Back in March when the Council was discussing Parolee Housing and various available restrictions, several ideas were offered from the community and from Council.  At the next meeting, Ms. Denslow came to the podium and likened that discussion to the enactment of Jim Crow laws, literacy tests, and poll taxes - effectively labeling myself, the Council, and those that would oppose parolee housing, as racists.  Casual accusations of racism may be de rigueur, but it does nothing to advance discourse.

Of the three candidates who applied, one had many years of construction litigation experience, one had multiple decades of experience as an architect working with local Planning Commissions, and Ms. Denslow who is a chemical engineer whose professional career has been focused on change management.

For these reasons I found Ms. Denslow to be unsuitable for the role of Planning Commissioner.  The rest of the Council disagreed. Mayor Pierce specifically identified Ms. Denslow's gender as a reason to support her appointment.


Separately, I asked to include on the agenda for the next meeting a request for Clayton to take a position in opposition on SB50 which I recently wrote about.  This bill has until the end of the month to make it out of committee so the next meeting is the only opportunity the Council will have to discuss it prior to that deadline.

Tuesday, January 7, 2020

SB 50 is Back and Its Authors Want More Density and No More Single Family Zoning

Back in May of 2019, I wrote about SB50 being tabled in the CA legislative session until 2020.  It's now 2020 and it's back.  With various edits, the bill now has until the end of January to make it out of committee.  It's being pushed by State Senator Scott Weiner from San Francisco.

Though there are some minor changes, the worst parts of SB50 are still in full effect.  Fourplexes would be allowed by right on any single family zoned property - that means that anyone could build a fourplex in any neighborhood that is currently zoned for single family.  This would eliminate single family zoning everywhere in the state.

In addition to that, any location that is determined to be job rich or near transit could receive waivers on parking, density, height, size, etc.  And this would be on top of any waivers received as a result of the CA Density Bonus law.

This is a bad bill and should be opposed by anyone who values local control and the character of Clayton. Senator Weiner doesn't accept communication from folks outside his district. Please contact your State representatives to make your voice heard. In Clayton those representatives are Assembly Member Tim Grayson and State Senator Steve Glazer.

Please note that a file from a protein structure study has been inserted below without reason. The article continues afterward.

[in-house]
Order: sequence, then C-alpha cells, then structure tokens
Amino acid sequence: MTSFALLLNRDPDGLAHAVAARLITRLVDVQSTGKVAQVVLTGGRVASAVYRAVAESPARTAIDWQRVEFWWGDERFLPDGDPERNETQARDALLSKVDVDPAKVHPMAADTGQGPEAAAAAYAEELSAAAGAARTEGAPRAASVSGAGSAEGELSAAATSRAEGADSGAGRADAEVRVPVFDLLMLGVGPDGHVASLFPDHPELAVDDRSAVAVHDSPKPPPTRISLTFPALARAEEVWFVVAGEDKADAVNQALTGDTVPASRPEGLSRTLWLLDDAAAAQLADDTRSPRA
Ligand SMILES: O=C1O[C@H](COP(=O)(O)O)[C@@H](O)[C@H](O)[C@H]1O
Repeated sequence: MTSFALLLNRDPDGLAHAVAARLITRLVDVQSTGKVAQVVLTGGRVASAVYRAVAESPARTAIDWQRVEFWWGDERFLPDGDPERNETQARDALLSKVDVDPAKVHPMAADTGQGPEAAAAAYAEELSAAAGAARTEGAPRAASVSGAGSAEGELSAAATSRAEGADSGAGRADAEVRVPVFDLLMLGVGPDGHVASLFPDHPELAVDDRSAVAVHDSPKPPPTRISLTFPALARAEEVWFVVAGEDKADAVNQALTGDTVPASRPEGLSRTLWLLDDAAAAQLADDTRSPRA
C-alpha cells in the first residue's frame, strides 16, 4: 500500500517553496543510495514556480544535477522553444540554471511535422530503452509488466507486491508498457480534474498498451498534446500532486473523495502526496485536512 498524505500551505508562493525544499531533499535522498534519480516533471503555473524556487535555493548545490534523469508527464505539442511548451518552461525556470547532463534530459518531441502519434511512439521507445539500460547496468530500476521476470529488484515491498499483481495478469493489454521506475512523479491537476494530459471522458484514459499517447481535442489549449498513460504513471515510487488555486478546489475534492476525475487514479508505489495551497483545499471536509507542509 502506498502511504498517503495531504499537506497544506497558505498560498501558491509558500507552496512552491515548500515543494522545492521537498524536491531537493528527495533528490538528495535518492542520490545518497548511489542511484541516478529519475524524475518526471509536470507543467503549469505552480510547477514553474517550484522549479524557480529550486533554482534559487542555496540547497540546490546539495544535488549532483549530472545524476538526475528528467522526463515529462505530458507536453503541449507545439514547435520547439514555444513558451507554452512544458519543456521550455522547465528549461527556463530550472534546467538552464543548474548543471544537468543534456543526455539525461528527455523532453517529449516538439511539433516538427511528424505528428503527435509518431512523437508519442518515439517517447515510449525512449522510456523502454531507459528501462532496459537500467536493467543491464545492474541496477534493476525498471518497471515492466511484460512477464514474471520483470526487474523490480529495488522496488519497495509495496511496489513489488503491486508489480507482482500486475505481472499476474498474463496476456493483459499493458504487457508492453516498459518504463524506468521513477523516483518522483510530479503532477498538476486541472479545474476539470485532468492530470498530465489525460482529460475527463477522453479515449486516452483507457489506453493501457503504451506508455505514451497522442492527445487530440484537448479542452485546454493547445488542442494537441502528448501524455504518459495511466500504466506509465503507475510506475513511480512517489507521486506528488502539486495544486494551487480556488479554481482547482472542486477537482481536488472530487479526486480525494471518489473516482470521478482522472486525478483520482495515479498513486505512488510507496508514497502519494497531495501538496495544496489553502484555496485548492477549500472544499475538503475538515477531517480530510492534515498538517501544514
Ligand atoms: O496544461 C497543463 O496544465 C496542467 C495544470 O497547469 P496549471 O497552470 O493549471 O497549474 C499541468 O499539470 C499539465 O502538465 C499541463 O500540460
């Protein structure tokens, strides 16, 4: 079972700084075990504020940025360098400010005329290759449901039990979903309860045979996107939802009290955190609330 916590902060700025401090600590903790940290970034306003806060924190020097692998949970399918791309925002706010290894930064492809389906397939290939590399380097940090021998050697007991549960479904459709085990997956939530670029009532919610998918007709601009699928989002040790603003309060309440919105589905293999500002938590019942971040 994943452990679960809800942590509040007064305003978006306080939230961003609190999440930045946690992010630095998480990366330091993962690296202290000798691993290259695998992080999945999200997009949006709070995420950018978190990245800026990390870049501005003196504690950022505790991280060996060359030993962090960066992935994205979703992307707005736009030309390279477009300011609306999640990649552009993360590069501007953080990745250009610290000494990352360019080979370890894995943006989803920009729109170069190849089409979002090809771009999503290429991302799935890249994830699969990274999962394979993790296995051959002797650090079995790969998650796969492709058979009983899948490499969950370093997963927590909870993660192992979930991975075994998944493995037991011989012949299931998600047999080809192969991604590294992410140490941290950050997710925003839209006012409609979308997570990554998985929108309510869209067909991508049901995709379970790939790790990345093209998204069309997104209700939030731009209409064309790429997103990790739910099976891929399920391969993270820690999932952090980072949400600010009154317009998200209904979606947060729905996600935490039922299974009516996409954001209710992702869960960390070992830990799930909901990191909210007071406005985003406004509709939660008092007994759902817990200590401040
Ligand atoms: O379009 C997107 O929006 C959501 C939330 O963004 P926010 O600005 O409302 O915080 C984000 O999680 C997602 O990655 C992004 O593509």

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Saturday, January 4, 2020

Upcoming Council Meeting 1.7.20

For the first meeting of 2020, there is one significant item on the agenda:

  • The Council will interview candidates for the vacant Planning Commissioner position.  It is a shorter term since it is filling a vacancy and is from January 2020 - June 2020.  During the public meeting the Council will seek to appoint a candidate to fill this slot.
Unrelated to the meeting, there are also a few spots open on the Trails and Landscape Committee.

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Friday, January 3, 2020

Requests for Future Meetings

During a few of my previous meeting summaries, I neglected to indicate a few requests that I made to add to future agenda items.  Because no action can be taken unless the item is on the agenda, getting on the Agenda is critical to Council business.  I wrote about the power of the agenda previously back in Dec-18.
  • During the 10.15.19 meeting, I requested that we create a policy on IT asset refreshes.  Currently city staff is working with antiquated equipment and technology solutions.  As there is no refresh policy, staff could potentially be working with hardware and software that is more than a decade old.  In today's environment, that is a significant burden to efficiency, and has the potential to impact other areas like document retention and California Public Records Act (CPRA) requests.
  • During the 12.3.19 meeting, I requested that we consider looking at the zoning of various properties around town to ensure they are more consistent with the expectations of our residents.  Given we are in a RHNA surplus, we have a window of opportunity to do so without running afoul of CA's No Net Loss restrictions on available housing units.  This chance may evaporate if we don't act quickly.
  • During the 12.17.19 meeting, I reitterated my request from 7.16.19 to capture and report on the activity of the Geological Hazard Abatement District (GHAD), along with information about what is included to assist in transparency to the public.
I look forward to discussing each of these items in the upcoming year.  If there are additional items you wish to see on the Agenda, please reach out and let me know.  Any Council member can make a request for future agenda items to be discussed.